The Q5 rolled into the driveway stopping with the bumper about an inch off the roller door. Normally I would applaud this level of skill – but since it was only 7.30am on a Monday and I was in the process of opening for the day, I was less than impressed.
The customer was a drop in – though recommended by another workshop in our local area. Again, I welcome new customers, especially those owning something from the VAG range. I said good morning – and asked if we could move the AUDI so I could continue setting up – and I would be out to discuss asap.
The customer obliged with my request, handed me the keys, and headed down the street to come back when I was ready to roll.
Half an hour later my techs were starting their first jobs for the day, so I thought I’d wander back out to look for the Q5’s owner and find out what the concern was. I arrived at the AUDI at the same time as the customer, returning from a trip to our local café holding a large steaming cup of coffee out in front – a truce gesture no doubt.
Well, for anybody that knows me understands that this is the way to my diagnostic good side – (obviously the customer had been primed by the previous workshop.) The customer informed me that the engine light was on, and the vehicle was in reduced power mode – the instrument cluster had these exact words displayed.
A quick scan later revealed a P0400 fault code recorded in the engine control module. This is a fairly common code for a V6 turbo diesel Audi and generally means the EGR valve is blocked with carbon. Sometimes the valve can be cleaned easily – sometimes it’s more economical to replace the valve.
Removing the metal feed pipe revealed a blockage – but this one was bad! I couldn’t even push a screwdriver into the carbon – it resembled a bag of rapid-set concrete left out in the weather for a few weeks.
I let the customer know that this would not be a simple repair and she should head somewhere other than here – I was in for a busy morning. With contact details recorded and an authority to begin work signed, I rolled up my sleeves and got to it.
Did I mention this one was bad?
With the intake manifold removed, access to the EGR and cooler was possible. It also gave me some access to each cylinder head and its respective intake ports. These weren’t completely blocked but it left me wondering how this engine was breathing!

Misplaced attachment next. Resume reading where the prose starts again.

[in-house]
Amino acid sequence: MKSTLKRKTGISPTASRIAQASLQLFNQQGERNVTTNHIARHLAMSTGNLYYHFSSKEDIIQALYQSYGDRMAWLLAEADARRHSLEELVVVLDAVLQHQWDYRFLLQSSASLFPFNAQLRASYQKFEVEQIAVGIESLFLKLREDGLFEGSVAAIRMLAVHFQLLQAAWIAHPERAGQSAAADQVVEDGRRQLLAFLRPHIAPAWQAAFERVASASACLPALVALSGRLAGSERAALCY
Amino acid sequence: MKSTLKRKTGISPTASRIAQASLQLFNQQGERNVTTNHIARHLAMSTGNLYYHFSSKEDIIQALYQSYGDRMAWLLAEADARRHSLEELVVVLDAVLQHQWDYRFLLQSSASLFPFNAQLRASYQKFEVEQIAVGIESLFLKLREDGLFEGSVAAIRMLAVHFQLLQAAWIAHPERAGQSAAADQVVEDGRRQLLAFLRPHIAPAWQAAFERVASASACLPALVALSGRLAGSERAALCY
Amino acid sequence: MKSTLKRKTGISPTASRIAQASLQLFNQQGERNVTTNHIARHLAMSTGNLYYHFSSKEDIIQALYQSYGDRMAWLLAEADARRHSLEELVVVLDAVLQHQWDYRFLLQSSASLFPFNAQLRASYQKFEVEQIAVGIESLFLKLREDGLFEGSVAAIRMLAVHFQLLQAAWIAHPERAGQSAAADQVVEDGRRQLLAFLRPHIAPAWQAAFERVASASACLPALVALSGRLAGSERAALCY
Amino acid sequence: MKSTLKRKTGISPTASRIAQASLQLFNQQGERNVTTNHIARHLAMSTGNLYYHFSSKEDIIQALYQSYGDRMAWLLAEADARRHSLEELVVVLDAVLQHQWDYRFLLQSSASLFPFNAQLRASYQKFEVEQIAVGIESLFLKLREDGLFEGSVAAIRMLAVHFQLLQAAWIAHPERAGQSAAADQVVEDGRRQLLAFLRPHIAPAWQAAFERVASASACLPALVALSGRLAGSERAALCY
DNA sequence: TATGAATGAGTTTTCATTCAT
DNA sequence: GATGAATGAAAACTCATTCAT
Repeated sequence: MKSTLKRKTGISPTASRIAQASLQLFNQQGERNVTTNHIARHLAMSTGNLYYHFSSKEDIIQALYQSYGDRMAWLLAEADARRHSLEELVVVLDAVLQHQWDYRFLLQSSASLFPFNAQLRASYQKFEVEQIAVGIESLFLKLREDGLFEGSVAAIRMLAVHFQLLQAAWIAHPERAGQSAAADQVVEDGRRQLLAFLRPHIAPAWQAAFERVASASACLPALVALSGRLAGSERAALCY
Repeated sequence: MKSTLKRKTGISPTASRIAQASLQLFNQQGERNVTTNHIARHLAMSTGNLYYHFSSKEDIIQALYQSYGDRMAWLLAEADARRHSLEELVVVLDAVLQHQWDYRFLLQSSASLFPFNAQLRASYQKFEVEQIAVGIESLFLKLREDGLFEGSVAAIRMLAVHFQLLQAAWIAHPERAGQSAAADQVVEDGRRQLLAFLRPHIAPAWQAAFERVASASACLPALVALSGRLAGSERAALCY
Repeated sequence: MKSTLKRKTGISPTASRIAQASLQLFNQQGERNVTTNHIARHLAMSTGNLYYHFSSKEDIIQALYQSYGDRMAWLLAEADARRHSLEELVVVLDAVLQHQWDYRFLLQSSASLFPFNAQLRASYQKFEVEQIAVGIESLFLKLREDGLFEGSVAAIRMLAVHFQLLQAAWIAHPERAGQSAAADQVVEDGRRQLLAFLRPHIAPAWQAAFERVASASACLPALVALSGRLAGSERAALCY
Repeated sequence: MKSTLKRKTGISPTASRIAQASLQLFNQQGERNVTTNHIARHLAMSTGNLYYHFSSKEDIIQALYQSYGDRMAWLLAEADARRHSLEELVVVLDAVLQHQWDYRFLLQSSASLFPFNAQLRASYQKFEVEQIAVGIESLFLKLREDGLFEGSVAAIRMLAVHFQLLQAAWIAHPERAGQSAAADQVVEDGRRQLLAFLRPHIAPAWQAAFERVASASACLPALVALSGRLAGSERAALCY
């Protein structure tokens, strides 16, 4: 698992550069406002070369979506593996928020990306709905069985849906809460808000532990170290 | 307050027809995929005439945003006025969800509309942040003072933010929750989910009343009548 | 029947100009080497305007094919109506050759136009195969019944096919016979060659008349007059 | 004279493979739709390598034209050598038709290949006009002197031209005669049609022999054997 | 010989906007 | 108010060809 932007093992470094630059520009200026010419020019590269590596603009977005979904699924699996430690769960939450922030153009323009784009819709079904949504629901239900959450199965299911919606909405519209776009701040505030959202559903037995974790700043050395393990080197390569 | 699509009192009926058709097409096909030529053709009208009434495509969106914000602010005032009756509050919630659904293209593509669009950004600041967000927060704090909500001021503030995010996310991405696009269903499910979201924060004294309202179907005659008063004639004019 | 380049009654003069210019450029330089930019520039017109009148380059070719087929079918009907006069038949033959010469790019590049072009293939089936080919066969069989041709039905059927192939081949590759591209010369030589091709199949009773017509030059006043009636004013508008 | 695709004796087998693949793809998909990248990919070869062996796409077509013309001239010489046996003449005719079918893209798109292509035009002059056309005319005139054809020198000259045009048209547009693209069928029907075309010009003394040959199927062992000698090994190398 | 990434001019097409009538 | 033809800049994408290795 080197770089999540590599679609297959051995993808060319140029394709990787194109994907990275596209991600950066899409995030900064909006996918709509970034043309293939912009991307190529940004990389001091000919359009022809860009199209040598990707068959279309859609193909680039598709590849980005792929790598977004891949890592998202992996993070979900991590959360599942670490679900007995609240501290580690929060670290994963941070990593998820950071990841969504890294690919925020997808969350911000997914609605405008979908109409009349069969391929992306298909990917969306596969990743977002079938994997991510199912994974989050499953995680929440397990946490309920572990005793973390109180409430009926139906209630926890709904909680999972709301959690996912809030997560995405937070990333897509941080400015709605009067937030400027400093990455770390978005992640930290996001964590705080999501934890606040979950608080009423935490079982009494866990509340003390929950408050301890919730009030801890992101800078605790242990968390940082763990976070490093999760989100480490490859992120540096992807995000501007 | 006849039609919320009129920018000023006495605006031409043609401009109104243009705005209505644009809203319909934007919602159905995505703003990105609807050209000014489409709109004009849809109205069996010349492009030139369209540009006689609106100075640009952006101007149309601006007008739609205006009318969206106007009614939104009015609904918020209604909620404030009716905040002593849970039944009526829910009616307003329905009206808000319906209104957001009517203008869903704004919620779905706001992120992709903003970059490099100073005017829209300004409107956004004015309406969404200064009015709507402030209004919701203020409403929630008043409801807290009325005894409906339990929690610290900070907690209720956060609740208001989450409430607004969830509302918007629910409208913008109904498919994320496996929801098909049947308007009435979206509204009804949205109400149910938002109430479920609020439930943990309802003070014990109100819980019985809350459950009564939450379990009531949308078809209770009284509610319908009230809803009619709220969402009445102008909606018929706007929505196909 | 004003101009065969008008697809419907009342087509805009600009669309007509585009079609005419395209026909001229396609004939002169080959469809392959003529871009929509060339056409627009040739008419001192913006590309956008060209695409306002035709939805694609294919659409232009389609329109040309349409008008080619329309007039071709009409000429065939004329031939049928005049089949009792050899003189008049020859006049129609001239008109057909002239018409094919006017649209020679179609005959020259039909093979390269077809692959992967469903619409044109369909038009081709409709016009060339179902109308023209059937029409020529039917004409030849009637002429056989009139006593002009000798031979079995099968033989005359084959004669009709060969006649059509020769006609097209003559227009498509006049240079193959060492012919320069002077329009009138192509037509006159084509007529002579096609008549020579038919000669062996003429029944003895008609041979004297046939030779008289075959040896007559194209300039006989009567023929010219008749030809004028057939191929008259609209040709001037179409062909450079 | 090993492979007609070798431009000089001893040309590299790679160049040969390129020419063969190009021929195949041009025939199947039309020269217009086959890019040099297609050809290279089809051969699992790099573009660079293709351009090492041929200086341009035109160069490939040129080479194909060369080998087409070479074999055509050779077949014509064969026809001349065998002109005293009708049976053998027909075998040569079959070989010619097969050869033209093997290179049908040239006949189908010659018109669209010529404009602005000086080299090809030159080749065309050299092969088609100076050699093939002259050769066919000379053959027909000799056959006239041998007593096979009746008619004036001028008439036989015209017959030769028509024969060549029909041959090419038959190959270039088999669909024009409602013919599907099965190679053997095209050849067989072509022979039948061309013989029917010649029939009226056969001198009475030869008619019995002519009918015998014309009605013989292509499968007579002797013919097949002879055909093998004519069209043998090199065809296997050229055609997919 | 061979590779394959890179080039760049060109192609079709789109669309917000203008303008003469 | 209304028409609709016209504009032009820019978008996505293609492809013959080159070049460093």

The Intake manifold fared no better – but this would require some industrial sized cleaning. As I alluded to earlier, the EGR cooler and EGR valve were concrete solid – replacement here I’m afraid.
Calling in a favour from the local TAFE college saw the intake manifold undergo a 12 hour clean in their new state of the art ultrasonic bath – leaving me to deal with the cylinder heads using a more conventional carbon softening and removal agent.
Beware those that have not attempted this fix – make sure each cylinder is at TDC compression stroke before spraying anything in the ports. You do not want any dissolved carbon or cleaner sitting in the combustion chambers for the eventual start-up – this may cause a hydraulic lock of that cylinder or may cause an uncontrolled run-on.
Assembly the following day went very smooth – the cylinder heads were spotless; the ultrasonic cleaning of the intake manifold worked a treat – it looked like a new part – and the replacement EGR cooler and valve went in.
Despite what most people say about these vehicles, I enjoy working on them, the replacement parts fit well, and it is generally very obvious where each bolt, hose and electrical connector go. I imagine this is what working on a new Honda must be like!
With the cooling system bled, the engine started. Having cleared the fault codes, it was time for a road test.
Did I mention I like these vehicles? Well, it’s hard not to when you drive one. The Q5 is reasonably light and when fitted with the turbo V6 it accelerates like a train! This one did not disappoint. It drove like an AUDI should. Fast, quiet and comfortable.
The owner picked up the vehicle that afternoon with a promise to let me know how it went. I had a phone call about half an hour later – “Its never gone that well, I’ve owned it for years!”
All we did was let the car breathe – no modifications, no tuning, just simple diagnosis and repair.
Image: Charles01, CC BY-SA 3.0 https://creativecommons.org/licenses/by-sa/3.0, via Wikimedia Commons